New York

Alex Katz

It used to be, back in the ’50s, that the body language of Alex Katz’s painted figures bespoke an expectation of loss. Very still, their stillness in fact exaggerated by their half-buried, faltering outlines, their arms would often hang limply at their sides, hands empty, redundant, as in Frank O’Hara, 1959–60, and Paul Taylor, 1959. The Double Portrait of Robert Rauschenberg, 1959, shows the artist seated, one hand thrust between his legs, in the classic “barrier signal” pose described by Desmond Morris as metaphorically protective of the genitals.

By the early ’60s the loss has occurred. Hands and arms are often deleted, and in exchange, a fully blown social life has been provided for the figure. This is signaled by a more detailed background scene and a new particularity about clothes, a possible jump from working-class or classless outfits to upper-middle-class ones, from Paul Taylor’s longjohns to that uniform of sophistication, The Black Dress, 1960. (Even in suits, Katz’s men in the earlier work seem to wear them as workers on Irish road crews once did—as an idea of dignity) Whereas his wife Ada’s white dress in a 1958 portrait is simple and nondescript, the black one worn in 1960 is simple and chic.

There seems to have been an exchange, a somatic, anxious completeness turned in for “civilization,” a well-worn Freudian insight but one that seems in Katz’s work quite unconsciously arrived at. One believes this because of the way the shearing-off is either disguised or reads ambiguously as a visual obstruction. The Cocktail Party, 1965, is paradigmatic. In this crowd scene profiles become jagged weapons, attacking both fellow actors and the air itself. Cropping is expressive of the side of people we cannot see. For instance, the carrot-haired woman here keeps her body in profile but her head completely turned away, leaving only the back of her stylish “do” visible. The odd effect is that her face is missing. Because Katz rarely paints a shadow cast by one body onto another there’s no evidence of anything underneath the superimposed form. Katz’s people literally cut each other off, not just obscure the view In optical eclipse, they do not exist. One is real only by virtue of being seen, the very definition of sociability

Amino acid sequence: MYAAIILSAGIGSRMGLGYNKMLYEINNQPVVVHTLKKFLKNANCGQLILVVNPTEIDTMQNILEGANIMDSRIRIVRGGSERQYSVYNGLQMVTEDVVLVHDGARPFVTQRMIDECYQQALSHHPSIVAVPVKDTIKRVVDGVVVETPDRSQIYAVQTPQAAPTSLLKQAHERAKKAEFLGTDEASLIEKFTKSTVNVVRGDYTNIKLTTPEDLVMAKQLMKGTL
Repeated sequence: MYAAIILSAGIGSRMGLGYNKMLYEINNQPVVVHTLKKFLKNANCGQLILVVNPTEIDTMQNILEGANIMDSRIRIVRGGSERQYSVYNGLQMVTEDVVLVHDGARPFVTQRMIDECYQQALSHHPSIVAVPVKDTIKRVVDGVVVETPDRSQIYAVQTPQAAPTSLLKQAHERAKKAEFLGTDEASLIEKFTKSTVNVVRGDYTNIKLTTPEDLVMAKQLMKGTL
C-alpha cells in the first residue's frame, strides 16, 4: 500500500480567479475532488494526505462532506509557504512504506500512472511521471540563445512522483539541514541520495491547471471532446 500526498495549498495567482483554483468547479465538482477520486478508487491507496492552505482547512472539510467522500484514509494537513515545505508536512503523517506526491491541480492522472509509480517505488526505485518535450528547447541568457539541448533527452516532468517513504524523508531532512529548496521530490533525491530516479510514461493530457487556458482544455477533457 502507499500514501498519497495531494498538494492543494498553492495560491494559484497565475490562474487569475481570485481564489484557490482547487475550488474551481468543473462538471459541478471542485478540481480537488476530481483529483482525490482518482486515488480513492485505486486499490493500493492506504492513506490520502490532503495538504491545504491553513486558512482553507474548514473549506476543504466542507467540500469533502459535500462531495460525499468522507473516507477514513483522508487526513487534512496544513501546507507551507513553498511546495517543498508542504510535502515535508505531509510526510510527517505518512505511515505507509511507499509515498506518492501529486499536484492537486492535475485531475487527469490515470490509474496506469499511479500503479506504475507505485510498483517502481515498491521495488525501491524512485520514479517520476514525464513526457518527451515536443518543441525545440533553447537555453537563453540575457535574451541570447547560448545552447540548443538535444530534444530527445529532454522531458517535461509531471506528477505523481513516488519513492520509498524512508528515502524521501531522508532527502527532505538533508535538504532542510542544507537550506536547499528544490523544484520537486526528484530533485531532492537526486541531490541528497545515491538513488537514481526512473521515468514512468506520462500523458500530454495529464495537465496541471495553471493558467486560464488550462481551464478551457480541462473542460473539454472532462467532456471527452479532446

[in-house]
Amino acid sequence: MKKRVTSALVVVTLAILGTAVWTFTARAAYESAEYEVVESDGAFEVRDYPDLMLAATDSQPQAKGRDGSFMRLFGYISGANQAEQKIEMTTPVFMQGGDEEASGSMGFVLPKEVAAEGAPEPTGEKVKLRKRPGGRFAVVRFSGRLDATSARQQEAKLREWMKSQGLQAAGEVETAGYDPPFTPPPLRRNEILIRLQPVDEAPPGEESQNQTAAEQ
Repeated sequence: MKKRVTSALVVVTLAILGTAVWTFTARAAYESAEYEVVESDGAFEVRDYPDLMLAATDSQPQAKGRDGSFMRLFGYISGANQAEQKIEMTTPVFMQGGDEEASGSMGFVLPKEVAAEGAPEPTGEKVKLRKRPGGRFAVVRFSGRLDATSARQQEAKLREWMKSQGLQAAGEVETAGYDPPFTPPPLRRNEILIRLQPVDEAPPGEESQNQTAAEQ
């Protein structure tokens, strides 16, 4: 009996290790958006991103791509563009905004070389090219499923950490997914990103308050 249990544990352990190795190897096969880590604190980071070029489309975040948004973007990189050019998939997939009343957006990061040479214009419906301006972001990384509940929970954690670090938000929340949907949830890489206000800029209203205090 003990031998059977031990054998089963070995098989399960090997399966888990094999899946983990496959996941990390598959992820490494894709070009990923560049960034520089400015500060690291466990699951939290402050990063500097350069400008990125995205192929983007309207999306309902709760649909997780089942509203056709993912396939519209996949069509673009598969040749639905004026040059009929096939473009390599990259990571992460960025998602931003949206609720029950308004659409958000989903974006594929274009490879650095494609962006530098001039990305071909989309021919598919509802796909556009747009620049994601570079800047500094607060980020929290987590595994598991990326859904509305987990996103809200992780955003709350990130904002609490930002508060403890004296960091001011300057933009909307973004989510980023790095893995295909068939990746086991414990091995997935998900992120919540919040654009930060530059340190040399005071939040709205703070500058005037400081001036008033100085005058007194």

Much has been made of the way Katz doubles, trebles, quadruples his figures, but this refraction is reserved almost exclusively for women, more specifically for Ada (the portrait of Rauschenberg is an exception). That in groups women become an ideal Woman, and that the ideal one, Ada, then virtually fills the room or canvas like a scent, is clear in paintings like Eleuthera, 1984, where subtle repetitions conflate individuals, and in the proliferation of Adas throughout Katz’s work. It is in the family portraits, however, that one meaning of Ada’s centrality becomes apparent. In Walk, 1970, Ada’s profile and Katz’s back loom large like Scylla and Charybdis, flanking a path, on which their small son walks, that leads toward a lake. In the painting’s perspective, the path ends at Ada’s lips, uniting woman and lake. Ada, as in so many works, is the landscape. A triangle of family relations is inscribed, as Ada looks in the direction of Katz, who apparently looks at his son, who looks ahead along the path that ends with Ada. Even in a painting such as Thursday Night #2, 1974, filled with young turks, very gray flannel, who symbolically encircle Katz, his small “painting” of Ada in a bathing cap holds its own at the right of the canvas, outside the crowd. Ada stays afloat both above and within the social current. This is the "other:’ by turns the individual and the organized group, treated by Katz as either an eternal and reassuring verity, or a contingent, dangerous reality.

Jeanne Silverthorne